Music is often thought of as a way to express the creation of sound over a specific amount of time. All of our lessons about music and music theory deal with that creation of sound – for instance, a melody, or a harmonic progression, or even a rhythmic pattern all need sound in order to exist.
However, they also all need silence to give them meaning. Silence in music allows us as musicians to distinguish between different periods of sound, and gives more meaning to rhythms, dynamics, melodies, and just music in general.
So what are the musical terms for silence, and how is silence used in music?
The most commonly seen symbol in music that denotes silence is the rest.
A rest is basically the opposite of a note – instead of playing a specific pitch for a specific amount of time (e.g. a crotchet G), a rest tells the musician to be silent for a specific amount of time.
For a full description with pictures see our post on the different types of rests in music here.
Rests are found all throughout music – not every instrument can play all the time.
However, full score rests, in which the entire orchestra or band rests and does not play, are rare.
An example is the final few bars to the famous “Hallelujah Chorus” from Handel’s Messiah.
The start of Beethoven’s 2nd Movement in his Ninth Symphony begins with quick bursts of music followed by silences:
Here are a few other examples of quick pauses of silence in pop and rock music.
They both have very small rests of silence, and these rests are used as part of the harmonic and percussive rhythm of the piece.
In this piece by the band Garbage, the whole band cuts out around the 0:03 second mark and the 0:14 second mark, creating a small beat of silence each time.
This next piece by Justice has even shorter rests included as part of the beat, first starting at around the 0:08 second mark:
Another musical term used for silence in music is tacet.
Tacet, which is pronounced tassit, literally comes from the Latin word that means “it is silent”.
So whenever an instrument is not playing during a piece of music, it is tacet.
The word tacet is usually used for long stretches of rest, often multiple bars (measures) or longer.
If a specific instrument or section sits out for an entire movement of a symphony, for example, their music will typically just say “Tacet”, with a long line through the music, like this:
This line through the stave is called an H bar as it looks like a letter H.
You’ll often see H bars used to indicate that the musician shouldn’t play for multiple bars which is known as multirests.
We indicate multirests with an H bar and the number of bars to tacet for written above the bar like this:
The example above tells the musician that they shouldn’t play for 12 bars.
You might also see the term tacet al fine which literally means ‘to be silent until the end.’
So, rests are used for short pauses, usually anywhere from a semiquaver (sixteenth note) to ten measures or so (this changes in different pieces of music – sometimes you’ll see a 64-bar rest symbol), and then anything above that would be a Tacet sign.
Sometimes in Jazz music you could see a box with the phrase “1 x Tacet”, which means “First time Tacet”, which just means don’t play the first time through a repeated section.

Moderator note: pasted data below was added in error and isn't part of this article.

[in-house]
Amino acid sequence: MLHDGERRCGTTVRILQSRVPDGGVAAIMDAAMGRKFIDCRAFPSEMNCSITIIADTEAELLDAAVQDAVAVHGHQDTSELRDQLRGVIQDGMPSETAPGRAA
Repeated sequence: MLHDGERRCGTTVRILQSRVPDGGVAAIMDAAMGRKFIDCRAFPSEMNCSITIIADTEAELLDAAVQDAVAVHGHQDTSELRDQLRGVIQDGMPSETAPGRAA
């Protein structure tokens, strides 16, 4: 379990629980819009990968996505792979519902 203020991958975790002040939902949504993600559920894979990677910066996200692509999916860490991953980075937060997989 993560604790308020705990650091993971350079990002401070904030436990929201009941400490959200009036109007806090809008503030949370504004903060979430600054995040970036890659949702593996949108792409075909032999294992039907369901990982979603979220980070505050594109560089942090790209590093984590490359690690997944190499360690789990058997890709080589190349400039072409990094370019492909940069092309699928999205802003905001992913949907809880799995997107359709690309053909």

Caesura and Breath Marks
So far we have looked at rests, which take the place of a single note or multiple, and tacet markings, which tells the musician not to play for a long time.
However, there are also markings and symbols that can notate a quick instance of silence in between notes.
The most common ones you will see are the caesura mark and the breath mark.
A caesura is made of two forward slash marks (//), and is placed in between measures or notes to indicate a small pause in which the beat of a piece is not counted.
Caesura marks are for an indeterminate amount of time, and so can be really quick or fairly long.
A breath mark, on the other hand, is notated as an apostrophe (’) in music.
It is usually found in the music for singers or wind instruments (saxophone, oboe, etc.), and in those cases it literally means for the musician to take a breath.
For non-wind instruments, it just means for the musician to take a very short pause between one note and another, and to not have any connection between the notes.
Unlike a caesura, it is not meant to change the tempo, but tends to shorten the note before it, so that the next note can be played on the beat it’s supposed to.
Take a look at this short musical example, in which a caesura and a breath mark are featured:
Silence as Music
Listen to this piece by composer John Cage.
It is called 4’ 33’’ (“Four Minutes and Thirty-Three Seconds”), and is one of the most famous and interesting uses of silence in all of music.
The whole piece of music is “made up” of silence.
The whole orchestra is instructed to sit there, not moving or playing their instrument, for 4 minutes and 33 seconds.
The whole idea is that the “music” of the piece comes from the ambient noise of the players and the audience, as they fidget in their chairs or cough or sneeze.
What do you think of the piece? Do you consider it music or not?
That’s all for Silence in Music
That’s everything there is to know about the use of silence in music!
It is a very interesting topic to think about – is silence part of music?
Or is the music of a piece the parts that aren’t silent?
Just like light and shadow, when it comes to music and silence, one can’t exist without the other.